Sunday, 21 November 2010

The Chiperia Barrero

The Navigator's Posture Coach

It’s like the corporation’s number 57 bus, you wait an hour and then along come three, all at once.

Yesterday’s hotel breakfast in Caaguazu was fresh crushed pineapple juice coffee and the local bread speciality: a white dried out rusk that explodes if you try to break it open.  Best to dip it in a liberal dose of dulce de leche. So we headed off, some what underwhelmed but with confidence that we would find the chipa man at the side of the road, long before the call for second breakfast or an early 'onces'.  No chipas in Repatriacion, none in Oviedo, none in San Jose. None all day. We end up with a millanesa: minute steak in batter served with a wilted lettuce leaf and a styrofoam roll.  Added for good measure were some deep fried dough balls of indiscriminate provenance. There’s never a healthy option on truckers’ roadside stop.  So today we head off, this time with no inclusive breakfast and little hope of our chipa fix.  We turn the corner out of Itacurubi, a van is coming up hill, his loud-speaker crying “ cheeee…..pas cheee…..pas”.  We flag him down and inside two minutes he’s got the navigator’s ‘phone number.  Bloody fast workers these Latino lotharios!  We get four large round rings that turn out to have bacon chips and maize polenta in them.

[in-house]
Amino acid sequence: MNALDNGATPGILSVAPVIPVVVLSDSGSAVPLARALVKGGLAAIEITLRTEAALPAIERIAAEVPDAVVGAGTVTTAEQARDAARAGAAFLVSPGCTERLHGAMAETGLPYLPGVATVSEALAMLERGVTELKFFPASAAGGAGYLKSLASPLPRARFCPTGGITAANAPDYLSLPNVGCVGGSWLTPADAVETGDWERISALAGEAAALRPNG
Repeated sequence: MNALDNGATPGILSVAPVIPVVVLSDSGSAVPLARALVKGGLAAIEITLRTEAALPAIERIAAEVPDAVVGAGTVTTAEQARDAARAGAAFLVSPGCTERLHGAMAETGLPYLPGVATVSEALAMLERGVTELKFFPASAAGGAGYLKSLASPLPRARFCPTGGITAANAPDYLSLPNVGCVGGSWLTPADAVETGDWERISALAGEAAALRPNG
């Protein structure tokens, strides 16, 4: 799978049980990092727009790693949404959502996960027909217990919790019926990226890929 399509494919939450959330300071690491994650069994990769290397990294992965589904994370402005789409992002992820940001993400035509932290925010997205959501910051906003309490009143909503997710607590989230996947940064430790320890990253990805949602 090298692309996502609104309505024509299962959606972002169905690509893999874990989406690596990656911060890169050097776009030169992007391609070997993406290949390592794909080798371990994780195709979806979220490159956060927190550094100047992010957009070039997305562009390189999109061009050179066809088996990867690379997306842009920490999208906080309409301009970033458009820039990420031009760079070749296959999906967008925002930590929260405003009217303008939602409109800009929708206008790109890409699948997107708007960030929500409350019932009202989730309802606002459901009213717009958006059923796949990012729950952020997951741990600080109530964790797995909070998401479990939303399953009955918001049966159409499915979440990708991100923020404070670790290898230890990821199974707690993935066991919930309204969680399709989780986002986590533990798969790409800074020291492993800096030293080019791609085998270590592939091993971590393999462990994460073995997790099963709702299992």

So, fully victualled we’re ready for the day.  By El Ayala we have passed three chipa bakeries and twelve road side stands.  Not to mention all the itinerant sellers going door to door with their baskets balanced on their heads. The roadside barras are always manned by ladies.  The chiparias, the bakeries, provide them with a uniform of the classical “French maid” style: frilly white apron, short black dress.  Only some of these ladies haven’t been “maids” for over half a century.  By Caacupe and San Lorenzo the score has gone beyond recall.  As we start to hit the outskirts of Asuncion the colectivos and the local buses start to multiply, rushing past in a roar of diesel smoke, only to suddenly pull in front of us.  They barely stop either for ascending or descending passengers.  The chipas lads, it’s always lads without sexist uniforms, leap from moving bus to bus.

Given the number of buses that pass I’m surprised that a No 57 isn’t one of them.